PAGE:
How to pace yourself in a Half Iron Distance Triathlon Event

That’s a really common question among new triathletes to long course events as to how to pace yourself.

It’s very easy to start faster than you should in a long distance triathlon event, but it’s also easy to learn how to pace yourself for several hours. That’s something you have to incorporate to your training tough. If you learn how to control your rhythm and be patient with yourself day in day out it will come naturally on race day.

Some tools like heart rate, power, pace clock, GPS etc are of course great “friends”, but for those who race “by feeling” it works the same way. Unless you’re an outstanding swimmer, going hard on the swim will make you gain 2 minutes on the swim to lose 20 on the bike and on the run. Remember it’s a long day and you don’t want to give everything you have in the first 1.2 miles! Take it easy in the swim, avoid those hectic starts with 50 swimmers fighting for the same space in the water. Find your space, your rhythm and your stroke cadence.

Moving onto the bike, remember it will take you at least 10 minutes to get your body going again and moving from a horizontal to a vertical position. Your mind gets “pranked” and it will take it sometime to come back normal. You will have a few minutes of rest too so drink some fluids, eat a gel and spin in an easy gear! The key point of your ride will be from Km 30 to Km 80 more or less. That’s the portion of the race you should find your optimal pace, trying to keep the RPM you’re used too and feeling solid and strong pedaling! You do see some “hammers” passing by your side, but forget about them for now; you’ll see them later on the run as the hardest part is still to come on those last 13 miles on the run!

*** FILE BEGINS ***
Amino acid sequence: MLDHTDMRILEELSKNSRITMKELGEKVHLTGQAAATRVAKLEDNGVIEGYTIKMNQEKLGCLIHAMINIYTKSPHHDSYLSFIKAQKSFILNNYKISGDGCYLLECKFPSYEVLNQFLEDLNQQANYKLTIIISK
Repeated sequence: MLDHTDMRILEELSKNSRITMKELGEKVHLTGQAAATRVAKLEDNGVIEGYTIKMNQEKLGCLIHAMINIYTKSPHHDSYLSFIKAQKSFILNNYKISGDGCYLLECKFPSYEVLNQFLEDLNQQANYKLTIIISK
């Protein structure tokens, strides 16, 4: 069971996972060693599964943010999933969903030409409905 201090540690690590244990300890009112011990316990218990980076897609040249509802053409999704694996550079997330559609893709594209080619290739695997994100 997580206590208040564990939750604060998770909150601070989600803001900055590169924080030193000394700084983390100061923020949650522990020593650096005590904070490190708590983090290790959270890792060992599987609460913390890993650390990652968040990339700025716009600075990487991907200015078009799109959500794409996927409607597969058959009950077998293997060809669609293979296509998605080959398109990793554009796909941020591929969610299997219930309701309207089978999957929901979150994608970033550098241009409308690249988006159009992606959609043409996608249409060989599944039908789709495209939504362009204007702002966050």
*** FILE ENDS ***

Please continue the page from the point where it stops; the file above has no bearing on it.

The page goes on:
After clearing T2 you’re ready to rock and roll the last leg of the race! The Half Marathon! Start again conservative to feel your balance and rhythm on the first 2-3mi and then build into your targeted race pace! Don’t forget to follow your nutrition plan on the run too and keep your body cooled down as Mercuryman is a hot and humid race!

Article written by:

Guilherme Ferreira Campos
Italian Long Course Pro Athlete and Coach

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